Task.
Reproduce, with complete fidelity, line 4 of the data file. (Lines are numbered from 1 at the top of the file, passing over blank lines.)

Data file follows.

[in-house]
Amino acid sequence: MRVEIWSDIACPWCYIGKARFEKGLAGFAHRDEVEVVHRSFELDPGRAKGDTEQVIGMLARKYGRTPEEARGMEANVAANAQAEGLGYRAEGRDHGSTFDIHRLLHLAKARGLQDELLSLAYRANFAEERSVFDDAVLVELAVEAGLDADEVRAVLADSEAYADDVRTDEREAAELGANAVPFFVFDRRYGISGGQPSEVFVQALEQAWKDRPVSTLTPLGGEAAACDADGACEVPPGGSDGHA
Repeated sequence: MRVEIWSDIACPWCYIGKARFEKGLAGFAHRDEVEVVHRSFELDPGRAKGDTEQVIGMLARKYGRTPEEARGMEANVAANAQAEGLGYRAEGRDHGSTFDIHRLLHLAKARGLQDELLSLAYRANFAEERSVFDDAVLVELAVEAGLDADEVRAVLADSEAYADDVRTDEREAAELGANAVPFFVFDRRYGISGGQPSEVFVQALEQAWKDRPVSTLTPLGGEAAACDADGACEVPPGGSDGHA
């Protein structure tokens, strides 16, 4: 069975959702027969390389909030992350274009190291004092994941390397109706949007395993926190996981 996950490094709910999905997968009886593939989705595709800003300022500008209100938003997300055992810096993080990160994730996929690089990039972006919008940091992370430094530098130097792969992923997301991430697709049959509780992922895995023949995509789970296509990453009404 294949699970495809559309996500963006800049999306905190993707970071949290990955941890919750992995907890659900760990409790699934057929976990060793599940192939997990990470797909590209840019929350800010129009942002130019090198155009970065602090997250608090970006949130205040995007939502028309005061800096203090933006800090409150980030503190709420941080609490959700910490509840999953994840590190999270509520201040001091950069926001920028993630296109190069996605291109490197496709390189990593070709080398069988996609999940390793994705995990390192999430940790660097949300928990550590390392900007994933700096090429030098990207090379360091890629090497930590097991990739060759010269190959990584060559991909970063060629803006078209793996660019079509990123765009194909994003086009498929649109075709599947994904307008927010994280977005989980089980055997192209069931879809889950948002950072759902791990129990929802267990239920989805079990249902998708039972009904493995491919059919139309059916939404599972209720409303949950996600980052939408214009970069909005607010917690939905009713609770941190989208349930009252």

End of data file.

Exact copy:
């Protein structure tokens, strides 16, 4: 069975959702027969390389909030992350274009190291004092994941390397109706949007395993926190996981 996950490094709910999905997968009886593939989705595709800003300022500008209100938003997300055992810096993080990160994730996929690089990039972006919008940091992370430094530098130097792969992923997301991430697709049959509780992922895995023949995509789970296509990453009404 294949699970495809559309996500963006800049999306905190993707970071949290990955941890919750992995907890659900760990409790699934057929976990060793599940192939997990990470797909590209840019929350800010129009942002130019090198155009970065602090997250608090970006949130205040995007939502028309005061800096203090933006800090409150980030503190709420941080609490959700910490509840999953994840590190999270509520201040001091950069926001920028993630296109190069996605291109490197496709390189990593070709080398069988996609999940390793994705995990390192999430940790660097949300928990550590390392900007994933700096090429030098990207090379360091890629090497930590097991990739060759010269190959990584060559991909970063060629803006078209793996660019079509990123765009194909994003086009498929649109075709599947994904307008927010994280977005989980089980055997192209069931879809889950948002950072759902791990129990929802267990239920989805079990249902998708039972009904493995491919059919139309059916939404599972209720409303949950996600980052939408214009970069909005607010917690939905009713609770941190989208349930009252």